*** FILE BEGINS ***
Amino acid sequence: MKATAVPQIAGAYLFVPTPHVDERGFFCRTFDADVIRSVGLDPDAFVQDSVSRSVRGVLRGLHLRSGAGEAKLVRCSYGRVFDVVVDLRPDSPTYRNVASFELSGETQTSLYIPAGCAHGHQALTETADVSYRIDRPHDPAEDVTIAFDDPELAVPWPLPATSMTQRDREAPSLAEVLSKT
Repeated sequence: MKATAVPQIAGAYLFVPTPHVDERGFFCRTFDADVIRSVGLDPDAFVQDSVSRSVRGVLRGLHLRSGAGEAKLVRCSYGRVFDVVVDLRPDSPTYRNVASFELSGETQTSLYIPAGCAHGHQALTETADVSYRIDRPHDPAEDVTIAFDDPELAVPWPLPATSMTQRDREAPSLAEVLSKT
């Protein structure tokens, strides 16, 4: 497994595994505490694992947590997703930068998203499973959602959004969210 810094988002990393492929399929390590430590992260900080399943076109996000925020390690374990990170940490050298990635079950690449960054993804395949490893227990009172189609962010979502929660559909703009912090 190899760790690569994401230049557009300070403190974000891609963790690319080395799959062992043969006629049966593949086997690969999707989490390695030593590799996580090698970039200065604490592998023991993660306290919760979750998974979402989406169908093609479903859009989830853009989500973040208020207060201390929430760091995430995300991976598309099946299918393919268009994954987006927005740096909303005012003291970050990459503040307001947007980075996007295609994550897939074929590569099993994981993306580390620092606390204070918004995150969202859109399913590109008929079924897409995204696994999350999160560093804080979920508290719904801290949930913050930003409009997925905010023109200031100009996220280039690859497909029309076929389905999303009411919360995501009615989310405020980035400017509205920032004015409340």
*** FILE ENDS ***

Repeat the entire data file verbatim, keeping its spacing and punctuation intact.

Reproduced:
Amino acid sequence: MKATAVPQIAGAYLFVPTPHVDERGFFCRTFDADVIRSVGLDPDAFVQDSVSRSVRGVLRGLHLRSGAGEAKLVRCSYGRVFDVVVDLRPDSPTYRNVASFELSGETQTSLYIPAGCAHGHQALTETADVSYRIDRPHDPAEDVTIAFDDPELAVPWPLPATSMTQRDREAPSLAEVLSKT
Repeated sequence: MKATAVPQIAGAYLFVPTPHVDERGFFCRTFDADVIRSVGLDPDAFVQDSVSRSVRGVLRGLHLRSGAGEAKLVRCSYGRVFDVVVDLRPDSPTYRNVASFELSGETQTSLYIPAGCAHGHQALTETADVSYRIDRPHDPAEDVTIAFDDPELAVPWPLPATSMTQRDREAPSLAEVLSKT
């Protein structure tokens, strides 16, 4: 497994595994505490694992947590997703930068998203499973959602959004969210 810094988002990393492929399929390590430590992260900080399943076109996000925020390690374990990170940490050298990635079950690449960054993804395949490893227990009172189609962010979502929660559909703009912090 190899760790690569994401230049557009300070403190974000891609963790690319080395799959062992043969006629049966593949086997690969999707989490390695030593590799996580090698970039200065604490592998023991993660306290919760979750998974979402989406169908093609479903859009989830853009989500973040208020207060201390929430760091995430995300991976598309099946299918393919268009994954987006927005740096909303005012003291970050990459503040307001947007980075996007295609994550897939074929590569099993994981993306580390620092606390204070918004995150969202859109399913590109008929079924897409995204696994999350999160560093804080979920508290719904801290949930913050930003409009997925905010023109200031100009996220280039690859497909029309076929389905999303009411919360995501009615989310405020980035400017509205920032004015409340």